"Christmas Eve is my favorite time. The trappings are fun, the holiday exciting, but more than that, I feel it has a significance not lost in the glitter, not really.
...it is good to remember that the carpenter's son was born, and taught, and died so long ago and yet is so alive, that we celebrate his birthday. And what a miracle it is that down the centuries, in the midst of wars and destruction and famines and pestilence the spirit of this carpenter has proved more mighty than any other power for it grows and shines in our day as it did then.
Somehow I feel that at Christmas time, we may stop and look at God and let God look at us. I think most mothers get tired during the Christmas rush. I do. There is always a low moment when I fervently wish it were just over and I could SIT DOWN. I wish it were August. And nothing at all going on.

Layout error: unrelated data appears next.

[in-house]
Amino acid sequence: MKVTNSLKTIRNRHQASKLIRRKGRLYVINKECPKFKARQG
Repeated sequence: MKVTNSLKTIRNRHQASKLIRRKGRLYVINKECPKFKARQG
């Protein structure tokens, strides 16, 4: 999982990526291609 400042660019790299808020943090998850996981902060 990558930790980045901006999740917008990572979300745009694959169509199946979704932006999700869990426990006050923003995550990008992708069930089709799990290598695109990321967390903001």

And yet, when the children say 'Thank you for a wonderful Christmas, best we ever had,' and one child whispers, 'this was just all I wanted - how did you know?' and one child curls up to read the book you have chosen so carefully, and one says 'we never had such a Christmas,' suddenly then all the tiredness ebbs away, and a pure happiness floods in."
- from Gladys Taber, published in 1955.